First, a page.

After my last foray into forbidden territory led to nightmares and despair over the state of my mortal soul, I retreat to seemingly more moderate climes. Will I survive? Thrive, even? Read on...
The Stainless Steel Rat
by Harry Harrison (1961)
Why I might like it: I have come across references to SSR a number of times over the years. As an impressionable youngster, I was captivated by the pulpy cover that stared out at me from the paperback racks of the local Safeway. Being young, and unware of the concept of metaphors, I imagined that the title was literal, and there was indeed a robotic rat roaming the world somewher. As the years passed, my grasp of metaphors grew, but my interest in the novel faded, only revived when I chanced upon a copy of Harry Harrison's novel Bill, the Galactic Hero on the Planet of Zombie Vampires (a novel later disowned by Harrison, being actually written by Jack C. Haldeman II and only marginally based on a reputedly far superior original novel and character of Harrison's). Harrison, while I am unfamiliar with his work, is somewhat of a science-fiction icon, with near sixty releases, including Make Room! Make Room!, the novel that the cult classic movie Soylent Green is based on, and which automatically now goes on my TBR pile. He's also now, at the age of 84, working on the 11th Stainless Steel Rat novel, The Stainless Steel Rat Returns.
Why I might hate it: No reason. It has a good pedigree, and a fair number of admirers (but then, so does Twilight, so we can't go by that). It's clear that Harrison has had a lasting talent; I'm expecting a fun read, but beyond that, who knows? Maybe I should have taken on something more obviously not to my tastes, but after the spasms of reading Left Behind had finally passed (not to mention an unfortunate bout of glossolalia), I had to step back and tackle something that was not, on the face of it, going to cause internal parasites to feast on my innards.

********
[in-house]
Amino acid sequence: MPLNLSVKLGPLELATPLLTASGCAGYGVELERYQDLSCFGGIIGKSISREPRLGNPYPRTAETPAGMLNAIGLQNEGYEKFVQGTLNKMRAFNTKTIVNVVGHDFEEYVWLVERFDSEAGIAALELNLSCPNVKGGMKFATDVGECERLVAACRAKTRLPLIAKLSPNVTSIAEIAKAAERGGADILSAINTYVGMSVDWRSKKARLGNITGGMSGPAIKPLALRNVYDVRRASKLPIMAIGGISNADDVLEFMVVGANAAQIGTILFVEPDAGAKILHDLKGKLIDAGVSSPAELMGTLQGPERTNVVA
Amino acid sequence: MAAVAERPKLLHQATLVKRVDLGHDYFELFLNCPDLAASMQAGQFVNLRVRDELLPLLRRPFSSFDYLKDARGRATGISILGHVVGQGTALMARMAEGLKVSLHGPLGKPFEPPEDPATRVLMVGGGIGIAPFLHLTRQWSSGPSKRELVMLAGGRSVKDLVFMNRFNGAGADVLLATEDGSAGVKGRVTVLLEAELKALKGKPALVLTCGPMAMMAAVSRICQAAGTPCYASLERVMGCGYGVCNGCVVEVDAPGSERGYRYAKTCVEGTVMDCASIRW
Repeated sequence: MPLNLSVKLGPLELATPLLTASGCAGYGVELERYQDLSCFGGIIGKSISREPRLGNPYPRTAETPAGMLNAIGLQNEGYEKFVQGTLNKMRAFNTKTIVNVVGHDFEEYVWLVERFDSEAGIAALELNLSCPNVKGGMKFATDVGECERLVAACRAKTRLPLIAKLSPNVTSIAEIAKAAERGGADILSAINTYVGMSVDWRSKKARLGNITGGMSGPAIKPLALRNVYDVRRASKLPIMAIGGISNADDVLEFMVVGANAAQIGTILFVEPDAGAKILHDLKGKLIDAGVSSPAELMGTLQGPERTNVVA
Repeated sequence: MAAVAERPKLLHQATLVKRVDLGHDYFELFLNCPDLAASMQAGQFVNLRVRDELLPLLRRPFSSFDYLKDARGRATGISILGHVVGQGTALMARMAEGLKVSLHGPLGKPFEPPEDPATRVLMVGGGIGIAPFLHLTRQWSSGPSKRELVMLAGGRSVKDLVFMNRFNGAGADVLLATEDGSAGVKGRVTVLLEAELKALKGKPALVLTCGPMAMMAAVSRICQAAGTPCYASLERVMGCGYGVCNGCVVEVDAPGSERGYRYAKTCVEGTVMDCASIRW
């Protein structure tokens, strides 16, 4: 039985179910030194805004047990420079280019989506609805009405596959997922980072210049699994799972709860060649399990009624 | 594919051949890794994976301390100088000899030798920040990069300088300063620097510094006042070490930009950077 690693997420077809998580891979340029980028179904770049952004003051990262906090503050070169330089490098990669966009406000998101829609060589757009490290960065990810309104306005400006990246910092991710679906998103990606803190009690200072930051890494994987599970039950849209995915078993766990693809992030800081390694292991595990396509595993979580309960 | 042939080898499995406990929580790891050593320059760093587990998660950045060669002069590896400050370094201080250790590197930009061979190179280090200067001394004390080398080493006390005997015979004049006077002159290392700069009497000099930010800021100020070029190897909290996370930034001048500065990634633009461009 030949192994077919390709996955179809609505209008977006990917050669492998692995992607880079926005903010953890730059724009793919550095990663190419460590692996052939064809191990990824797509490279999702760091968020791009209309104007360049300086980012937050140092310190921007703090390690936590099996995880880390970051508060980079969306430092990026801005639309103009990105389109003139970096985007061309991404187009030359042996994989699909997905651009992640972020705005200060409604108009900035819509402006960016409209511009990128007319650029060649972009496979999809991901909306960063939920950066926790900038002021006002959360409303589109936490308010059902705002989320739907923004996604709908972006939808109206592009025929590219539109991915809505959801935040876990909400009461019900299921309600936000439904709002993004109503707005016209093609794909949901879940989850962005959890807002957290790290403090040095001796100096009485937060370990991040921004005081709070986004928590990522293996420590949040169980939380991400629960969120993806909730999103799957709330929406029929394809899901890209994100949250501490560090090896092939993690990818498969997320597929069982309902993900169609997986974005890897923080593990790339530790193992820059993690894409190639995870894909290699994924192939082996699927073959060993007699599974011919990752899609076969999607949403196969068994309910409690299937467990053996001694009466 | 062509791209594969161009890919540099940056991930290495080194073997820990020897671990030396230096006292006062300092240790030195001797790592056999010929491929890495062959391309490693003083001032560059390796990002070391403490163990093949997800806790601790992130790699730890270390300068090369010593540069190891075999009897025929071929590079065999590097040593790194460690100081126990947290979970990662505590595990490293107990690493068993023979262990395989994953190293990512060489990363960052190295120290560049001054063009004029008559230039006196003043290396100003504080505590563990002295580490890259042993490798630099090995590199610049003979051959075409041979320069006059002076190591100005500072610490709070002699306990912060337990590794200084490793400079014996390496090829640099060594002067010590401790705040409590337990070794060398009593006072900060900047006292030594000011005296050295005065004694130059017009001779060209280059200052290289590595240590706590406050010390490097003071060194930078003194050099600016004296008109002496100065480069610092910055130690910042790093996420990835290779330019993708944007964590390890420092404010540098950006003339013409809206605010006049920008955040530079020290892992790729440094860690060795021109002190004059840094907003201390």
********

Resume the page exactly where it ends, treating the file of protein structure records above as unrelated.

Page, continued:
The verdict: Phew, a good one. Really good, in point of fact, a prime piece of pulp. I can understand why this became a series.
James Bolivar diGriz is, in his own terminology, a "stainless steel rat," a criminal working in a future society that very rarely comes across a criminal element anymore. "We are the rats in the wainscoting of society - we operate outside of their barriers and outside of their rules...It is a proud and lonely thing to be a stainless steel rat - and it is the greatest experience in the galaxy if you can get away with it." drGriz is a natural born criminal, and he is exceedingly good at his job.
Not so good that he doesn't get pinched, however, and forced into employment with the Special Corps, an intergalactic intelligence agency that hires people with diGriz's special talents to ferret out others with the same mindset. diGriz finds himself taking to his new job, and soon finds himself racing across the galaxy after a criminal mastermind who has procurred a space war ship and isn't afraid to use it.
There isn't a lot of excess plot or introspection to SSR; it zips along from plot-point to plot-point with near-light speed, counting on the charisma of the narrator to keep the reader balanced. There are some salient points scattered about concerning individual freedoms and the dangers of over-dependence on governmental authority, but Harrison is far more concerned with derring-do. SSR is primarily an adventure novel, and Harrison never pretends that his story is meant to do anything but keep you entertained.
And why shouldn't that be enough? There's more than enough bad pulp out there, so we should celebrate good pulp when we find it. diGriz is an engaging and resourceful lead character (as I said, I can see why this series has stretched to eleven novels), and the narrative never lets up. SSR is meant to be nothing more or less than fun, and it succeeds admirably, on the scale of some of Robert Heinlein's peppier works. In the end, it doesn't make a whole lot of sense, and it doesn't linger long after completion, but the trek was memorable while it lasted.
MONKEY WOULD CONSIDER READING MORE OF THESE.